Record auto sales and a strong performance in North America last year mean about 49,600 union workers at General Motors Co. will pocket up to $11,000 in profit sharing when checks are cut on Feb. 26.

GM will pay out the most of Detroit’s three automakers after posting the group’s largest North American profit of $11 billion. UAW-Ford workers will get up to $9,300, while UAW-FCA members will get up to $4,000.

The North American number is part of the record $9.7 billion the Detroit automaker earned in 2015, which includes a record $10.8 billion pre-tax profit that produced margins of 7.1 percent. And GM executives said they expect even better results for 2016.

“It was an outstanding performance across the board,” said Chuck Stevens, GM’s chief financial officer.

The strong numbers were driven almost entirely by North America, where GM earned a record adjusted profit margin of 10.3 percent. It reached the milestone 10 percent margin a year ahead of schedule.

GM’s adjusted earnings per share last year were $5.02 a share, beating the consensus of $4.83. Its earnings per share in the fourth quarter were $1.39 a share, beating the consensus of $1.21 per share.

Despite the record profits, GM’s stock fell sharply in early trading and closed down 2.5 percent, at $28.92 per share.

The automaker gained $1.5 billion from special items last year on a $3.9 billion net gain from the reversal of certain valuation allowances on deferred tax assets. It lost $1.4 billion last year to charges for litigation related to the ignition switch recall, and lost $600 million on the Venezuelan bolivar currency devaluation.

“It was a strong year on many fronts, capped with record sales and earnings, and a substantial return of capital to our shareholders,” GM Chairman and CEO Mary Barra said in a statement. “We continue to strengthen our core business, which is laying the foundation for the company to lead in the transformation of personal mobility. We believe the opportunities this will create in connectivity, autonomous, car-sharing and electrification will set the stage for driving value for our owners for years to come.”

In Europe, GM lost $800 million, better than the $1.4 billion it lost there a year ago. Its fourth-quarter loss of $300 million was attributed to the launch of the Astra and a troubled Russian market that GM is leaving.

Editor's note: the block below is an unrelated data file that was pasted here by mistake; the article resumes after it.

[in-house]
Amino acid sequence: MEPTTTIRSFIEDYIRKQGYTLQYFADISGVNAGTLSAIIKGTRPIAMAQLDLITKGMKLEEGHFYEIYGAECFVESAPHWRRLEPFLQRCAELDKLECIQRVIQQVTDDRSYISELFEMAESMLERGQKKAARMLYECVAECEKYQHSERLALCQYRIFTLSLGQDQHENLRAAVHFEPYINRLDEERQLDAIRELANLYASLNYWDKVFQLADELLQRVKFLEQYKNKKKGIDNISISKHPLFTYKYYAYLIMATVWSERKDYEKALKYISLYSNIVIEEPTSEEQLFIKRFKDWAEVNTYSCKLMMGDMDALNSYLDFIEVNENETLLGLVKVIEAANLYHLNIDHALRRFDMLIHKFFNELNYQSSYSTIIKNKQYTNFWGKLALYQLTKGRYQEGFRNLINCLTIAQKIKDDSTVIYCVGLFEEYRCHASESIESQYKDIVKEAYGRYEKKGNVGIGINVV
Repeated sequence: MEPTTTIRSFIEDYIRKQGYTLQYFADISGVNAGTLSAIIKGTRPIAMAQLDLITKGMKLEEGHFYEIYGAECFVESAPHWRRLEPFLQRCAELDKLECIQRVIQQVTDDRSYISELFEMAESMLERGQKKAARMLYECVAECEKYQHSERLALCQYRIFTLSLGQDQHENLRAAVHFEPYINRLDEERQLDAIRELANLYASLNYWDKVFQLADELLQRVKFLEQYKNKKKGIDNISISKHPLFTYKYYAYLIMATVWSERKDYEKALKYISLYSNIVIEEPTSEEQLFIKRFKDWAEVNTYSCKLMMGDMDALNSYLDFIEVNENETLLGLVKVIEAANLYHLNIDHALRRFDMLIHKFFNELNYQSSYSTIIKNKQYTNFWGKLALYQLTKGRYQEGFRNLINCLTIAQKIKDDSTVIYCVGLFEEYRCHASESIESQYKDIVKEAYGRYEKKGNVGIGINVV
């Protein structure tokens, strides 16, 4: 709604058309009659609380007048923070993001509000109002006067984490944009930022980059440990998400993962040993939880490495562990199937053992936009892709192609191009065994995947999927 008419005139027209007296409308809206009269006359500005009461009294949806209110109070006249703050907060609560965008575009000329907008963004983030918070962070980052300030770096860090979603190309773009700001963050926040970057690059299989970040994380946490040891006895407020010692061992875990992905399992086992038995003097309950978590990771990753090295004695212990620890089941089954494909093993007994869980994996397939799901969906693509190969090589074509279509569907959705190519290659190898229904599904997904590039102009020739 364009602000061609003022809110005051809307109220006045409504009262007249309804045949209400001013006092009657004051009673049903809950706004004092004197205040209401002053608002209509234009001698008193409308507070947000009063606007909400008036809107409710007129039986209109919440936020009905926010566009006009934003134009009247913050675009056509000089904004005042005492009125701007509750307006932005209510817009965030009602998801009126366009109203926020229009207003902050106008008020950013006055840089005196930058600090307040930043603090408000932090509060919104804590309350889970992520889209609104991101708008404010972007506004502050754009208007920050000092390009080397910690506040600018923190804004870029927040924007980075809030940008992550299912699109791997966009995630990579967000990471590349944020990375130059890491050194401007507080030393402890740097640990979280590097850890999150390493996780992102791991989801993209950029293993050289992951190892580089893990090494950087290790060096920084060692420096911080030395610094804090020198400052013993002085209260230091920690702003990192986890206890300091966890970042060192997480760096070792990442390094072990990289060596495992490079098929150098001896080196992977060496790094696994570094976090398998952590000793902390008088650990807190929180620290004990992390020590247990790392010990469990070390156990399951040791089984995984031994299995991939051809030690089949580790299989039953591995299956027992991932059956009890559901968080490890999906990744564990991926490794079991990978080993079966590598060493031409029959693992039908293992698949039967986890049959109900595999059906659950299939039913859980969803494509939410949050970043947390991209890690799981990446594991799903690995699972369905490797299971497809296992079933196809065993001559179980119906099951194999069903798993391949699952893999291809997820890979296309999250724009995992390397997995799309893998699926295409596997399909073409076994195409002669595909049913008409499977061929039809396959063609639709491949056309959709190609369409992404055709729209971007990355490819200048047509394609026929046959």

Stevens said GM is focused on reaching break-even in Europe in 2016. “All the fundamental building blocks are in place,” he said.

Its international operations reported adjusted earnings of $1.4 billion, up from $1.2 billion a year ago.

GM’s faltering South America business unit lost $600 million in 2015, a greater loss than the $200 million from 2014. But the automaker was encouraged by break-even results there in the fourth quarter. Stevens said GM has reduced its work force there by 20 percent and will continue to “take whatever actions are necessary.”

Stevens said GM doesn’t foresee any additional “significant restructuring” in its emerging markets this year.

GM’s total net revenue for the year was $152.4 billion, down from $155.9 billion a year ago. GM said the numbers are a result of a negative net foreign currency exchange of $9.3 billion.

The automaker predicts its adjusted earnings per share in 2016 will fall between $5.25 and $5.75 in 2016.

Barra said a mix of low fuel prices, available credit and other favorable market factors mean the auto industry isn’t headed for an immediate downturn.

“We believe the industry fundamentals support a continued strong U.S. industry.”

Some analysts expect GM’s momentum to continue.

“We remain bullish on GM,” David Kudla, CEO and chief investment strategist of Mainstay Capital Management in Grand Blanc, said in a statement. “We expect the company to take full advantage of continued robust demand, successful product launches and low energy costs this year.”

Fiat Chrysler Automobiles last week reported a profit of 377 million euros (about $410 million) for 2015, a substantial decrease from 632 million euros from the previous year attributed to recall and investment costs. Ford Motor Co. last week said it earned $7.4 billion in 2015, including $1.9 billion in the fourth quarter, and a pre-tax profit of $10.8 billion.

During its earnings call, FCA CEO Sergio Marchionne said the automaker would end production of its Dodge Dart and Chrysler 200 as it shifts its focus away from small cars. He said FCA could potentially partner with other automakers to continue selling cars.

Ford CEO Mark Fields said the automaker has no plans to discontinue its cars, but said it’s also open to working with partners. GM’s Stevens said he wouldn’t discount the possibility of partnerships in the future, but said he believes GM’s car strategy is different than FCA’s.

“We’ve got a path forward,” he said.

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